The mark of a successful family is its ability to encourage personal growth in its members, Pastor Rick Warren says.
Warren, founding and senior pastor of Saddleback Church in Orange County, California, wrote in a devotional this week that families are boring and stagnant when they don't encourage growth.
"Awesome families encourage growth. They create an atmosphere of lifelong learning. They help each other develop. They encourage the discovery of each person's spiritual gifts and abilities," Warren writes. "If you haven't learned anything new or developed any new interest in a long time, you're not growing!"
The California pastor continues by saying that there are some things that need to be learned in a family setting rather than other environment, such as work or school.
These five important learning experiences include teaching family members what to do with their feelings, how to handle conflict, how to handle loss, what values matter most, and the importance of good habits.
A healthy, growing family expresses their emotions and encourages honesty and openness. It's also important for families to learn how to deal with their problems with each other in a constructive, healthy way, the pastor writes.
Additionally, it's important for children to learn the concept of losing, as they will not be able to win at everything in life. Parents also have the responsibility to teach children what values matter most, and to educate them on the dangers of "sex, salary, and status."
Lastly, it's important for a Christian family to center their habits around a life following Jesus Christ so they may build better character.
Warren's family suffered a devastating loss in 2013 when 27-year-old Matthew, the Warrens'' youngest son, committed suicide after suffering years of depression and mental illness.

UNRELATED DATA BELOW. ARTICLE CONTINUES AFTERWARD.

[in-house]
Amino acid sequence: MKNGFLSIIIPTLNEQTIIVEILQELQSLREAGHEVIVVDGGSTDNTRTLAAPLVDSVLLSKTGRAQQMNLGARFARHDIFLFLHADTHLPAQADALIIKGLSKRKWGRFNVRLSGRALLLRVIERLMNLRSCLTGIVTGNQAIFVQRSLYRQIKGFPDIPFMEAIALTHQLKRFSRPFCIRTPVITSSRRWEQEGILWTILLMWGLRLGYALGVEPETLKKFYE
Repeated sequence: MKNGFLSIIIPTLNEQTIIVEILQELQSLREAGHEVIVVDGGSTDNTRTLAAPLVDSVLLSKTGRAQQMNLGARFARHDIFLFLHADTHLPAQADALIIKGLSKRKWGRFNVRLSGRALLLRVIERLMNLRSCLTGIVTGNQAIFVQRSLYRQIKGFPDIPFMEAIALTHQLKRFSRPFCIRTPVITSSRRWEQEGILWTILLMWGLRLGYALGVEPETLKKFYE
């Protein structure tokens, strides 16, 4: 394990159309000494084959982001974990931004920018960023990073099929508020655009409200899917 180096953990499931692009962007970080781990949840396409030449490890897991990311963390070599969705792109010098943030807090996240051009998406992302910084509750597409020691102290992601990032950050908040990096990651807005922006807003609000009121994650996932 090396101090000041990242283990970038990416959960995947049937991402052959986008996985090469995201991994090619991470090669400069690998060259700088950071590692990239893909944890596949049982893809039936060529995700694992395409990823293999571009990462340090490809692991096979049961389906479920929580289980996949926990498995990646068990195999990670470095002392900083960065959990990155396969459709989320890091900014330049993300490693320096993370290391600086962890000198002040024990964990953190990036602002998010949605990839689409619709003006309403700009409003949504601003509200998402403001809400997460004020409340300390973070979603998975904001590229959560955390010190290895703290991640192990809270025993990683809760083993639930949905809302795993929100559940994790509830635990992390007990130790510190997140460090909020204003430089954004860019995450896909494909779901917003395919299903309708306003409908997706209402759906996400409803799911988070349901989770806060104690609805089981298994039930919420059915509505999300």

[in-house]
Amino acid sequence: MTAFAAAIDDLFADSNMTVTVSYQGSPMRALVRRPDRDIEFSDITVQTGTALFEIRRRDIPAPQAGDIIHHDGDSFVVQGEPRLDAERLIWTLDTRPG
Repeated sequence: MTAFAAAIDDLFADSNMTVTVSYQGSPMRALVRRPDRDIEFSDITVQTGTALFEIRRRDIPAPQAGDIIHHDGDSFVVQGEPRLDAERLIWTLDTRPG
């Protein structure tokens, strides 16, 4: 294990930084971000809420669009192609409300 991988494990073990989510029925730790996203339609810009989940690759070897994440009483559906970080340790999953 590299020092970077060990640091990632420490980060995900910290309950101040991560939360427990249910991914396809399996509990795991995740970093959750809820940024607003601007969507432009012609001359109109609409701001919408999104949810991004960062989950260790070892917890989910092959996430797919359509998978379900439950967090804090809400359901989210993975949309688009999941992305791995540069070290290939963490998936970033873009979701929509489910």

Amy Hilliker, Rick and Kay Warren's daughter, previously spoke about how Matthew's mental illness affected her family's dynamic, saying at the Gathering on Mental Health and the Church event in 2015 that her family tried using love and unity to fight through her brother's mental illness.
"In my twenties, Matthew's illness ramped significantly at the same time my body began to crash from the undiagnosed chronic Lyme [Disease]," Hilliker said, as reported by the Christian Examiner. "Between my illness, Matthew's illness and some other traumatic family circumstances, it often felt like we were living in this underground bunker. We were here existing on planet Earth but not really engaging with the real world or real people. We would occasionally lift that hatch and look out long enough and survey the land. Then the next wave of chaos would hit and we'd have to hunker down and hold onto each other and pray to make it through."
Hilliker added that despite the difficult times, she and her family tried to persevere.
"We have had to learn to accept each other's different levels of tolerance, of proximity to the struggle, differing ways of engaging Matthew," Hilliker said. "It divided us many times. But we were determined to keep pursuing love and connection with Matthew despite this tension."